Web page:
What Matters in a Church

Church and family collided as we hosted David’s game-themed
30th birthday party in the West Hall at NHC. (Ain’t he handsome?)

Because of our upcoming move, David and I are leaving behind the best church I can imagine. The last Sunday we were there before our 3-week trip to Denver for apartment hunting, I cried whenever anyone made eye contact with me. I LOVE these people. Even those whom I don’t know very well. I count most of my personal friends among the congregation. My daddy is an elder. My mama leads the prayer-shawl ministry. I have godsons only because we met our best friends, Adam and Michelle, there. While decorating the week of Anna’s wedding, I ran around the place barefooted for goodness’ sake! Our church is literally our family, and the chapel is literally our second home.

Since that Sunday, we’ve visited 2 very different churches. The first service was what is commonly called “contemporary,” and the second was a blend of contemporary and conservative.  I’ve quickly realized “there’s no place like home,” and I’m going to have to get over that!

  1. A “welcome” isn’t necessarily “welcoming.” This realization hit me hard because I was the coordinator of the Welcome Desk at NHC. Now on the other side of that desk, David and I received an excellent reception from greeters at both new churches, but both left us feeling awkward and out-of-place. There is only so much you can say to someone you’ve just met before it becomes uncomfortable. As a naturally introverted individual, I find those moments torturous. But I’m the only one who can change the situation. I will have to force myself to be open and vulnerable around a new church family before they will do the same with me. That is how relationships are developed–by trusting others to see who you really are–not by signing a card on Sunday morning.
  2. Teaching levels vary. We have been blessed with impeccable, academic-style teaching at NHC. Our church doesn’t have a “pastor” (the leadership is a group of elders), so different teachers rotate in and out with messages each Sunday. Several are seminary graduates; all are men of God with hearts for raising up Christians in their faith. “Salvation” messages are not frequent because most of our church family are more-mature Christians. We’re mostly (though never entirely) done with the “milk” and ready for the “meat” (1 Corinthians 3:2; Hebrews 5:12). This approach has problems–most obviously the confusion of new Christians–but it has served David’s and my growth needs in a way other churches would not have. I don’t know what “level” of teaching we will find in our new church home, but I realize that teaching isn’t everything. Church is about the people living for God and interacting with each other, not about the 30-minute speech on Sunday mornings.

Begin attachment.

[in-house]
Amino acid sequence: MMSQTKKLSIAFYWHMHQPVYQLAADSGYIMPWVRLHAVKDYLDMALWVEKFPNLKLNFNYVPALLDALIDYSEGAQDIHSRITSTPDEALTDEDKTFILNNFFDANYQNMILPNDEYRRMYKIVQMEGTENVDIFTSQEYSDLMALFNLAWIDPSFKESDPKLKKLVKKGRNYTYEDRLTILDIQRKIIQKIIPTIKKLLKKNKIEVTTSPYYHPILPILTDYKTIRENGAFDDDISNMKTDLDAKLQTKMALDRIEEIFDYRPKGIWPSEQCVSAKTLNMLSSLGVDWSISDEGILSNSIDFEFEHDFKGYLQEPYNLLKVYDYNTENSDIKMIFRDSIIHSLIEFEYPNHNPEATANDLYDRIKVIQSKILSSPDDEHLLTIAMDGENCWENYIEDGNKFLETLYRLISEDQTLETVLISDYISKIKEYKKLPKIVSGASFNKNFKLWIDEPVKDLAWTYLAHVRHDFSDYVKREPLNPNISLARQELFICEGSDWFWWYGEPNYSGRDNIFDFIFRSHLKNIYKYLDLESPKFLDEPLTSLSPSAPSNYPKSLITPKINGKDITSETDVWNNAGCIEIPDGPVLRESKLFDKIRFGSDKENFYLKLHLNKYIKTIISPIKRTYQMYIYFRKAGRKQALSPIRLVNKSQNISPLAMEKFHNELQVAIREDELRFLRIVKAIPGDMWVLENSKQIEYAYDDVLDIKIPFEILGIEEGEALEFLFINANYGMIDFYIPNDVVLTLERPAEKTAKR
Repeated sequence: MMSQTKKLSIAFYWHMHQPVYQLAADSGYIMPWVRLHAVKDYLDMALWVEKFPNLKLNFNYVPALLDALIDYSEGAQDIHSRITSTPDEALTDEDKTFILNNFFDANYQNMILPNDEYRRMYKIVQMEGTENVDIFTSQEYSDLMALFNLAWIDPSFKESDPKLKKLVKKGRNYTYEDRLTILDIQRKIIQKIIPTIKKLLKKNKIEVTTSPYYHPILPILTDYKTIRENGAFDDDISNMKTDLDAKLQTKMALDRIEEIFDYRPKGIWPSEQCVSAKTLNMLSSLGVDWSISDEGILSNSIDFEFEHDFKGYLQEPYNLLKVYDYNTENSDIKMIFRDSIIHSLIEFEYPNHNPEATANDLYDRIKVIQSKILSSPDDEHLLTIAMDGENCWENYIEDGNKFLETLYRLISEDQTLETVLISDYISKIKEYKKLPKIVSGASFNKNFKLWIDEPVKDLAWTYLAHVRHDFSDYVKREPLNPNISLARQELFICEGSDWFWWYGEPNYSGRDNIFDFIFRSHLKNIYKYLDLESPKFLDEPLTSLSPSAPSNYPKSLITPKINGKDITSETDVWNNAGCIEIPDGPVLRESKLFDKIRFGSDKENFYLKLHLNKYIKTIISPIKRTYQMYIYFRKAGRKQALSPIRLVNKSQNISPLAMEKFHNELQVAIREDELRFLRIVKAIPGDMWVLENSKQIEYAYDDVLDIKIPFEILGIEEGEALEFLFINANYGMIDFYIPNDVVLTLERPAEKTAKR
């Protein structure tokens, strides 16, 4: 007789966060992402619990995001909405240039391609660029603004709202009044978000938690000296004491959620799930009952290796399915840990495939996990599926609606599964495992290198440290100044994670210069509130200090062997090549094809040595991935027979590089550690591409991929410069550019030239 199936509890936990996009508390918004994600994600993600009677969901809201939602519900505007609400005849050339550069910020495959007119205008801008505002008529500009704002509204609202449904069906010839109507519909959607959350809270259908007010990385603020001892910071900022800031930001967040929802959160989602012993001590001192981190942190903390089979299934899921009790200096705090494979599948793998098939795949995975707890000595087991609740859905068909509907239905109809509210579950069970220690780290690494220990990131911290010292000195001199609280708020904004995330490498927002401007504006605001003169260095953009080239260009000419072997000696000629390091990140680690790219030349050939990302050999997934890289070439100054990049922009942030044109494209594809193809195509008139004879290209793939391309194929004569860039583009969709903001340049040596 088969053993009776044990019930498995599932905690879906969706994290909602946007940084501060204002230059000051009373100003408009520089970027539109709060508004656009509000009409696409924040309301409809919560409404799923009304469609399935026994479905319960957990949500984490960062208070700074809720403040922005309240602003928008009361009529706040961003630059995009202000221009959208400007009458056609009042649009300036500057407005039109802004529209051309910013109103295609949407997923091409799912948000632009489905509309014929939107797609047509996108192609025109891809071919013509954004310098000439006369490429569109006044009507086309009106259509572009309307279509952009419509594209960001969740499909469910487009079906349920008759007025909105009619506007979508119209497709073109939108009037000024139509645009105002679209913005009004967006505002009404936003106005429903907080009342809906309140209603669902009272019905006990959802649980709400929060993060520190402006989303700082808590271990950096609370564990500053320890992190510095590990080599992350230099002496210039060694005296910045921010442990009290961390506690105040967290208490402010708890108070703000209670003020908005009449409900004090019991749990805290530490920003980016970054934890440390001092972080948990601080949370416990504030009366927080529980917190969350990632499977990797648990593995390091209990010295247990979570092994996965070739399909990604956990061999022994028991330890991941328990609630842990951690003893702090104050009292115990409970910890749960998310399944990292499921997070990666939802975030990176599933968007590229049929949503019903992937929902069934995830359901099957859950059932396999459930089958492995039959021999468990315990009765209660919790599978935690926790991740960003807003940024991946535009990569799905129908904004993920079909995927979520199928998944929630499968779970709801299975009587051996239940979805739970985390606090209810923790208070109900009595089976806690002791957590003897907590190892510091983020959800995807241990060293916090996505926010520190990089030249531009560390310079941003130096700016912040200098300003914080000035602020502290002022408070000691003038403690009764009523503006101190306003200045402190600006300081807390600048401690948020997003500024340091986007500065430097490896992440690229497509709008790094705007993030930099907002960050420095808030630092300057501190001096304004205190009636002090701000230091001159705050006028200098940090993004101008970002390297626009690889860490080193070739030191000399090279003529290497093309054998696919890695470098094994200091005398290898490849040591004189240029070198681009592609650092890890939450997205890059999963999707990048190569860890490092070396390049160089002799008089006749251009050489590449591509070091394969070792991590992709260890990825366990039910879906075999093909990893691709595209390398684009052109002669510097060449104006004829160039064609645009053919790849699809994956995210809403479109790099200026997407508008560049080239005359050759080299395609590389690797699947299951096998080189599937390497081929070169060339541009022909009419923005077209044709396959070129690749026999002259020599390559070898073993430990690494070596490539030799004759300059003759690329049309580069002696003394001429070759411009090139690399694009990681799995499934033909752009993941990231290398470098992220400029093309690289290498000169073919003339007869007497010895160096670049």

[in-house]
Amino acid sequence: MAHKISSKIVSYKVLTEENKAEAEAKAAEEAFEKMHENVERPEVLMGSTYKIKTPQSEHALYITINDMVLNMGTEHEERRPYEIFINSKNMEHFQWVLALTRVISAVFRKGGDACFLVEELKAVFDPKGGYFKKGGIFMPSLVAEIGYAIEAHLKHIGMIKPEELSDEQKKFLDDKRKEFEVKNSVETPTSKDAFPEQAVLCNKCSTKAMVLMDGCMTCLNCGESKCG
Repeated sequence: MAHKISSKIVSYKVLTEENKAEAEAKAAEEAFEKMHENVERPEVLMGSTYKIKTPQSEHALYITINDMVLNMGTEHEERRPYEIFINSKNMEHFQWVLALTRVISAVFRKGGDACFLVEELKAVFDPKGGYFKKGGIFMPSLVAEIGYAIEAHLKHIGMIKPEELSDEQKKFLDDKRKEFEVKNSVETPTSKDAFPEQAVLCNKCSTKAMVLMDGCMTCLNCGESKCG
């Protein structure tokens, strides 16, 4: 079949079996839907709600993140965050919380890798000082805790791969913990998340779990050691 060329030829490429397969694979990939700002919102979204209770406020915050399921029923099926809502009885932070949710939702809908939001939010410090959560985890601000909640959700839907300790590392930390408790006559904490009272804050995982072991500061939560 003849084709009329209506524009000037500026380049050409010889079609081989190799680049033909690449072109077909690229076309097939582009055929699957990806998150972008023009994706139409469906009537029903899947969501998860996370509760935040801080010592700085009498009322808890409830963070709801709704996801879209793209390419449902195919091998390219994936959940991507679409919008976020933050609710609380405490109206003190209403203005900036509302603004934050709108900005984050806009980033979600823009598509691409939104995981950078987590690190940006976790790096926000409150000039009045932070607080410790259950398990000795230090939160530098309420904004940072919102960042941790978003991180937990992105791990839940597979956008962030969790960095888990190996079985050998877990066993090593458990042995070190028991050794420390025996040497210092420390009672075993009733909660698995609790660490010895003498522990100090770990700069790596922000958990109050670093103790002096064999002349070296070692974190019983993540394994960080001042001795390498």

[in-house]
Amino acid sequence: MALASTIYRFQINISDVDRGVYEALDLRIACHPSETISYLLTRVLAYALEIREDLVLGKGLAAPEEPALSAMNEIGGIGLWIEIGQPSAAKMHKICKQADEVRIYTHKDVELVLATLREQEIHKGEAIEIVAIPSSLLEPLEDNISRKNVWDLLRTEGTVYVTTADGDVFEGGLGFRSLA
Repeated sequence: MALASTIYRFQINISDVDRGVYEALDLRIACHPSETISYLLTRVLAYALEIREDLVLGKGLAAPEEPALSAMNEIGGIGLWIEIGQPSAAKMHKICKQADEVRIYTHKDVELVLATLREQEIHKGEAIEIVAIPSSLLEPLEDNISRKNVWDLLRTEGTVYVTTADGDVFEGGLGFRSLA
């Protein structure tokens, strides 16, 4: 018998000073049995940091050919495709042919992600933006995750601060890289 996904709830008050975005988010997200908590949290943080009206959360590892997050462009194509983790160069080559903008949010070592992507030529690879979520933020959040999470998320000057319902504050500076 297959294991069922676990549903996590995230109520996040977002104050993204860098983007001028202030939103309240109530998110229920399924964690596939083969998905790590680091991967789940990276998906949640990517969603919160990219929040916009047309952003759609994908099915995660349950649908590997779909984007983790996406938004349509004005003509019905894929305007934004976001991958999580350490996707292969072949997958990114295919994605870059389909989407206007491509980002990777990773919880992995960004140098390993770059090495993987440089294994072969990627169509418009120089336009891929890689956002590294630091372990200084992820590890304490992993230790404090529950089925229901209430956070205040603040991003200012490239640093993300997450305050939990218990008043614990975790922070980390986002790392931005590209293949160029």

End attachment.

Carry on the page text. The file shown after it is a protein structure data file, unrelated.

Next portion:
3. Ministry needs vary. Every church is colored by its local community and meets the needs of individuals there. Odds are, a Denver church wouldn’t have a bus ministry because transportation is (almost) free and easy in the city thanks to well-developed public transportation; a bus ministry would be helpful in the sprawling Southern countryside where cars are necessary to get from place to place. David and I will have to be flexible with our expression of the gifts God has given us because we will be servants to different people with different needs.

The bottom line: I can’t compare a potential new church to the one I love in Tennessee. That isn’t fair. At this moment, no church building is going to be as homey as NHC because no church member is counted among my family. I’ve been pushed out of my warm little nest; it’s time for me to rely on God to provide for me a new home, new family, and new ministry.

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